To be honest, I don't even like pansies that much. They're pretty and all, but their blooms are so fragile, flimsy, and fleeting. I like flowers that stick around for a while, hence the marigolds they replaced. But they were the least unhealthy looking seedlings left in the nursery after the storms, and the marigolds in my yard were looking sadder than sad...

I also got myself this journal the other day. My least unfavorite from the roughly 50 different styles I pored over in two different stores. I don't like the words all over it (not to be confused with my not liking the worD because it happens to be a favorite of mine), and the size was slightly shy of perfect, but I do love its particular shade of red, and, as I said before, it was the least objectionable to my admittedly extraordinarily particular and peculiar sensibilities.

In another life, these purchases would have been considered unfortunate compromises.

But in this one, this is progress in the evolution of my priorities.

In another life, I might have spent more time, resources, and frustration - more LIFE - in search of more perfect-to-me other flowers and a different journal that I may or may not have ended up finding.

In this life, I chose to spend more life nurturing and enjoying the Plan B pansies and writing in the least unfavorite journal than continuing to quest for their more perfect alternatives.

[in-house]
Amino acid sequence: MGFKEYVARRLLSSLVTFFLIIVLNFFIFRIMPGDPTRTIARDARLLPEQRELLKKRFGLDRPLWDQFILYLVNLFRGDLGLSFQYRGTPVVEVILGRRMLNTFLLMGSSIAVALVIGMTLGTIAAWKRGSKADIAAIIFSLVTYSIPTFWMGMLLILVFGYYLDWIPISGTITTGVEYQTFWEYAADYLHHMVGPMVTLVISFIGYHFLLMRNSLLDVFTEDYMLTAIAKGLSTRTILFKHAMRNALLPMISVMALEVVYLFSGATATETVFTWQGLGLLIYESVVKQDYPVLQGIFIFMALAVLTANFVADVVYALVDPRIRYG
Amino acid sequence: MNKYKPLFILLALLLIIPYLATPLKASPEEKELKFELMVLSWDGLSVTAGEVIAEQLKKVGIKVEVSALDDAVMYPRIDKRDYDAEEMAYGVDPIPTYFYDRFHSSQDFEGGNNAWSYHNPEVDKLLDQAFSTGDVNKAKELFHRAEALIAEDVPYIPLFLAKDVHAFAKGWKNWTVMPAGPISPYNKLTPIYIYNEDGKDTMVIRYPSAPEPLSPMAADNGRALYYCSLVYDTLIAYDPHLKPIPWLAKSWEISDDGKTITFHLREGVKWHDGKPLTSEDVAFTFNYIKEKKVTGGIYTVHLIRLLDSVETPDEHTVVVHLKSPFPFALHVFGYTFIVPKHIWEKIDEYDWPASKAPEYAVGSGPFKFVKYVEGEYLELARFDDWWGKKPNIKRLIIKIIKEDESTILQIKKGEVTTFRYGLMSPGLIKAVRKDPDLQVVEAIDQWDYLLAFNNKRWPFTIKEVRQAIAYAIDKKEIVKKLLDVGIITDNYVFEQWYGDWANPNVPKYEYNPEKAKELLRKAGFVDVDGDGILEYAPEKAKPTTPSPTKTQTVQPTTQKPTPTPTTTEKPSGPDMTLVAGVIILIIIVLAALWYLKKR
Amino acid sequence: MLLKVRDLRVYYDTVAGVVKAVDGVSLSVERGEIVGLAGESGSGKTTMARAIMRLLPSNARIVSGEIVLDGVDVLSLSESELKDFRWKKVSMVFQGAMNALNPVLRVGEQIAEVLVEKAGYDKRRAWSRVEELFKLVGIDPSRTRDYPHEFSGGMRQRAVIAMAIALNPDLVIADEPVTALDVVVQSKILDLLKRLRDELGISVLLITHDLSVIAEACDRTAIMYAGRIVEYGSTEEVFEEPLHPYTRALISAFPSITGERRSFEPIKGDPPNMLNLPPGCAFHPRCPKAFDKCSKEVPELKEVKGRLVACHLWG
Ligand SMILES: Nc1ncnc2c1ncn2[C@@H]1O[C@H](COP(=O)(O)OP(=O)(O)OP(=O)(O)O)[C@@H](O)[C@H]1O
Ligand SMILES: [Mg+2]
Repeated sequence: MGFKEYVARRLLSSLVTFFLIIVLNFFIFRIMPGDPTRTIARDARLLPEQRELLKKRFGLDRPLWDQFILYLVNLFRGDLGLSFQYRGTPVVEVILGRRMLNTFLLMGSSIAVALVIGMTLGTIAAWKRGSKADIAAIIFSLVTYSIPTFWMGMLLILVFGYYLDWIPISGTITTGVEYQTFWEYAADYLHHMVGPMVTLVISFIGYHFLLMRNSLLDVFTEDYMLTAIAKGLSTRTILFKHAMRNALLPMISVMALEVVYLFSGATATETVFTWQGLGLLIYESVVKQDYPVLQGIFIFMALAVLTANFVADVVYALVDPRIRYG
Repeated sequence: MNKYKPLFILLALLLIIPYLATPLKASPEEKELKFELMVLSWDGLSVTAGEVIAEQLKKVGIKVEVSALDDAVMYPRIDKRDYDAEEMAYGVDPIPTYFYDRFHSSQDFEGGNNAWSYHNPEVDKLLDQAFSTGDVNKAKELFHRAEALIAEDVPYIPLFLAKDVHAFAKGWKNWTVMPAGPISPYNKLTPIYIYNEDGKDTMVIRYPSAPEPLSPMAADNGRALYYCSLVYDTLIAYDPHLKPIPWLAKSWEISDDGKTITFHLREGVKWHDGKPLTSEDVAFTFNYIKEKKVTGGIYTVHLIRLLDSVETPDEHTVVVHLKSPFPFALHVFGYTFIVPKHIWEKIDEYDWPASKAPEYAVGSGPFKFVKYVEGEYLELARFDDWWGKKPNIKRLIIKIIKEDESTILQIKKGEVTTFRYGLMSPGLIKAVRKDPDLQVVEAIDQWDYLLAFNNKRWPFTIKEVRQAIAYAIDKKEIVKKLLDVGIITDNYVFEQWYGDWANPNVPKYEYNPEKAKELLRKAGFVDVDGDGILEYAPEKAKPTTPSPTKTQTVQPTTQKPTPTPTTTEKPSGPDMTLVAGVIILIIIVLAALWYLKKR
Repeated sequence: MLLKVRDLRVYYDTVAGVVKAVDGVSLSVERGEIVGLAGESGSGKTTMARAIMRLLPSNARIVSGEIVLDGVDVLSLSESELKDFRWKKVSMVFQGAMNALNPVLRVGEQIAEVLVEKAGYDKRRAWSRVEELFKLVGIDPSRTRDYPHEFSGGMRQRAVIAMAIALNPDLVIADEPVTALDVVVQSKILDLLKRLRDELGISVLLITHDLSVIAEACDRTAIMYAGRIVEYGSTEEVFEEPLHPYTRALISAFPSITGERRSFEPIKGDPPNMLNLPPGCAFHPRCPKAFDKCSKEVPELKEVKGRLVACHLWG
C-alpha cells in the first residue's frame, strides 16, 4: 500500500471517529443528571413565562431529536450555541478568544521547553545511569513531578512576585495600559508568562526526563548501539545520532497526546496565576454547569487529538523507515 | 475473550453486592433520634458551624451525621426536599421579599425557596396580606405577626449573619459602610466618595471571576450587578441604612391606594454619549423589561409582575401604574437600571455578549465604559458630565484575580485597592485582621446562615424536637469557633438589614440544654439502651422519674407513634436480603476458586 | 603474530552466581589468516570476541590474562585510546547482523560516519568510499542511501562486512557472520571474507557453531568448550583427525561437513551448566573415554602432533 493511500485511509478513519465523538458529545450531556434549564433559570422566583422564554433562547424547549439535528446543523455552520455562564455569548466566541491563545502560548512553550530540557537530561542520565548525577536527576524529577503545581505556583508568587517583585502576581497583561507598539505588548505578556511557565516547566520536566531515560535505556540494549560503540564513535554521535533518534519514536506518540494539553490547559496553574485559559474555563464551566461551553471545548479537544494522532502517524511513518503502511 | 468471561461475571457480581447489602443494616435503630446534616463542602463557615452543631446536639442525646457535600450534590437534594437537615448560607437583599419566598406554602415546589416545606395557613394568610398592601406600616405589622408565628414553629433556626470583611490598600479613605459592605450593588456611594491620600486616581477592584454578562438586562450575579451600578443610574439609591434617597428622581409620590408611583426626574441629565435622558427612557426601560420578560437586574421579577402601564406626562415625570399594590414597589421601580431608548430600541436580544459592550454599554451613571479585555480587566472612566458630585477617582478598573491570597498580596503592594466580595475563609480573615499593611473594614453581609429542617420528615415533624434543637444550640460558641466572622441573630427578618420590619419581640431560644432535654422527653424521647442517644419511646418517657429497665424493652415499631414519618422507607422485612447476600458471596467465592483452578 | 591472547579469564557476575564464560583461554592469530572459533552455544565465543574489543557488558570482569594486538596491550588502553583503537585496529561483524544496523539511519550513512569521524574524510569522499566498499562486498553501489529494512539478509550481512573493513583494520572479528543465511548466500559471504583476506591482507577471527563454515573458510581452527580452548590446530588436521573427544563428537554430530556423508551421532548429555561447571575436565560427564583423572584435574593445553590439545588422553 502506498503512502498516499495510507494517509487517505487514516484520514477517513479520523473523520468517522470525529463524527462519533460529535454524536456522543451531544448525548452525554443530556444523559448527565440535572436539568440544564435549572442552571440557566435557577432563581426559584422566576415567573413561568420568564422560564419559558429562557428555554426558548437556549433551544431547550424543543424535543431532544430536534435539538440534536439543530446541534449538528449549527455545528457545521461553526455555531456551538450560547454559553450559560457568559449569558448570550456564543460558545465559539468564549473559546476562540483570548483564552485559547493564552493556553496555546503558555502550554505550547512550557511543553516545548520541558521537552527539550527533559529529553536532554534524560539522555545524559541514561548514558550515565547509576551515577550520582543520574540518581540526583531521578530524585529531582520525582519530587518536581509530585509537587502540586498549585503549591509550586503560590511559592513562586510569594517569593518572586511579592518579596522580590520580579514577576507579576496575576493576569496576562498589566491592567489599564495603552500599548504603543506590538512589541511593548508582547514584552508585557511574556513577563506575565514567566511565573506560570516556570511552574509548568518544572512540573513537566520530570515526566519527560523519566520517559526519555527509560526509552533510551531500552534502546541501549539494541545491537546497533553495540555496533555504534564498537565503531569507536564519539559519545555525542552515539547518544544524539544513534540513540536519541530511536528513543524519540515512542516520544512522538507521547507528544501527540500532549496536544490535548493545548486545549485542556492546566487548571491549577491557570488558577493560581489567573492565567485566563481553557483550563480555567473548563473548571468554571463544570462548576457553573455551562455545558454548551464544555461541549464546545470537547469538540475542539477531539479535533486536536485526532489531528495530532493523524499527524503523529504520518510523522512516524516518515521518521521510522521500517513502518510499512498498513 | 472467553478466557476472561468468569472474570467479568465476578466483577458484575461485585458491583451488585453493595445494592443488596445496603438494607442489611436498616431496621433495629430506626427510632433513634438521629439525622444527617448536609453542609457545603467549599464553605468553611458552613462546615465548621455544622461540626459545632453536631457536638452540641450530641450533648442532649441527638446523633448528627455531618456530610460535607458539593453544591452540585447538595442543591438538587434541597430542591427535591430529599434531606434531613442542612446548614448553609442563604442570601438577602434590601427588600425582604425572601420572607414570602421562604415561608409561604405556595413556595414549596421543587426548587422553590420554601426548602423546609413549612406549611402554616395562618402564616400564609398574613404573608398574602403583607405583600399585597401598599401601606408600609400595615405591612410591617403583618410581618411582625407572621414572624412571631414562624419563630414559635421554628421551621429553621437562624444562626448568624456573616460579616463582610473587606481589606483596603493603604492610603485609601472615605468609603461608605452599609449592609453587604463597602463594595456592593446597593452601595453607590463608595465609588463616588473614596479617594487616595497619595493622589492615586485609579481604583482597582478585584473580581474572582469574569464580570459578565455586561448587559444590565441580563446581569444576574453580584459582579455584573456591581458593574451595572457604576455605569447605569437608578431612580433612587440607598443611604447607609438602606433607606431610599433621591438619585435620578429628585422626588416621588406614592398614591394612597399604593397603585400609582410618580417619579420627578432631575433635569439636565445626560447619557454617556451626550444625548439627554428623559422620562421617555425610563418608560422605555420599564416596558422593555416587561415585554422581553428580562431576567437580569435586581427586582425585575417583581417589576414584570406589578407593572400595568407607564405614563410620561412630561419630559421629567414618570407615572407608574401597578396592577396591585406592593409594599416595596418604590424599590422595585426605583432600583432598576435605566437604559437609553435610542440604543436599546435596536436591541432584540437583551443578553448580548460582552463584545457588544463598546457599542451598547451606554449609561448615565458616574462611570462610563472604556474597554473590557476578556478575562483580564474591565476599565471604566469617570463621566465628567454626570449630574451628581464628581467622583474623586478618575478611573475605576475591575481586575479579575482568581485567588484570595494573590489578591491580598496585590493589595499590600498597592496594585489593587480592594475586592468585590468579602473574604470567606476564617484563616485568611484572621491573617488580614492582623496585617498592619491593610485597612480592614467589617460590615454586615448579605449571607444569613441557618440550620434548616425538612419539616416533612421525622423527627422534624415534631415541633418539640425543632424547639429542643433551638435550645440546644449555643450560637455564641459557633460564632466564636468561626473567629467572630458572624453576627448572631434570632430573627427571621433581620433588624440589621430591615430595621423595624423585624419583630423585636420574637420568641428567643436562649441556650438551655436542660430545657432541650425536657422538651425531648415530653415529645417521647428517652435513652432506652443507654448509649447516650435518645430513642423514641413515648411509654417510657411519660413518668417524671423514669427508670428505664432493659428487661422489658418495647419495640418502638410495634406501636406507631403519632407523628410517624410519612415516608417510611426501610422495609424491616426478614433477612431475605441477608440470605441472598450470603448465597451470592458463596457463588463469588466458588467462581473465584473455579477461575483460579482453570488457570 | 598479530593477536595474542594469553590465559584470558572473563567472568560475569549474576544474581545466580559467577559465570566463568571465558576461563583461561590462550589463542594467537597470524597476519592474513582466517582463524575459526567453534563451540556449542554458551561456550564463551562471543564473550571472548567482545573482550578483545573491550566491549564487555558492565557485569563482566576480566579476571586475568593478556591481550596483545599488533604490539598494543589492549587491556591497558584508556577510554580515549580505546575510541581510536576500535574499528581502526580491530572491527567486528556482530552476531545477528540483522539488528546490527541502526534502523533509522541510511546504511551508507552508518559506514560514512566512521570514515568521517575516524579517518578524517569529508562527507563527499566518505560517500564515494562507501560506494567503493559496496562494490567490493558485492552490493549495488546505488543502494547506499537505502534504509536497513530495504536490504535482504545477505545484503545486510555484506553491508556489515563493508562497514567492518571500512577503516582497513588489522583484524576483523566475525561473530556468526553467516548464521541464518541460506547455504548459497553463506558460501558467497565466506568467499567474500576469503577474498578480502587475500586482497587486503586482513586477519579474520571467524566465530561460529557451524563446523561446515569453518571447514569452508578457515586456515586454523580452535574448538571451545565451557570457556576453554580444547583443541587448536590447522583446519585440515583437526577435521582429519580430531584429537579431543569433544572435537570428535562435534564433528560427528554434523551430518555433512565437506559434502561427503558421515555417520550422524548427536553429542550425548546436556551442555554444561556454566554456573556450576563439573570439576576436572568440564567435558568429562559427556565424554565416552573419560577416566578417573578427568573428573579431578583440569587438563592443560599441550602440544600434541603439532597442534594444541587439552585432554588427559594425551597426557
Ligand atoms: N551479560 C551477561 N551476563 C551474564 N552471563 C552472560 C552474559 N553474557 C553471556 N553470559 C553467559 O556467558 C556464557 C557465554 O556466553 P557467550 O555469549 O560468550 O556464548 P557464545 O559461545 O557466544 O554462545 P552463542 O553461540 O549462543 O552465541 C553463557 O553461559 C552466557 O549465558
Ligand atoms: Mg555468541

Not that enough particularity and peculiarity don't still live in me that I could very well have come home empty handed had those pansies and that journal not been there to help me continue to refine my practice of embracing the good-enough.

But they were.

And I didn't.

Less driving, less searching, less buying.

More gardening, more writing, more creating.


Progress. :)


Monday, January 12, 2015

20 Minute Mediterranean-Inspired Shrimp with Tomatoes & Capers & Stuff for 2

Dean selected my next recipe transfer by requesting this dish over the weekend. It's delicious with crusty bread or pasta, but I like soppage action, so I usually opt for crusty bread.

As with my Cajun-Inspired Shrimp & Sausage, we enjoy the head-on, peel and eat shrimp for the delicious headfat and extra flavor from the shells, but you can use whatever kind of shrimp you like - with or without the head, with or without the peel.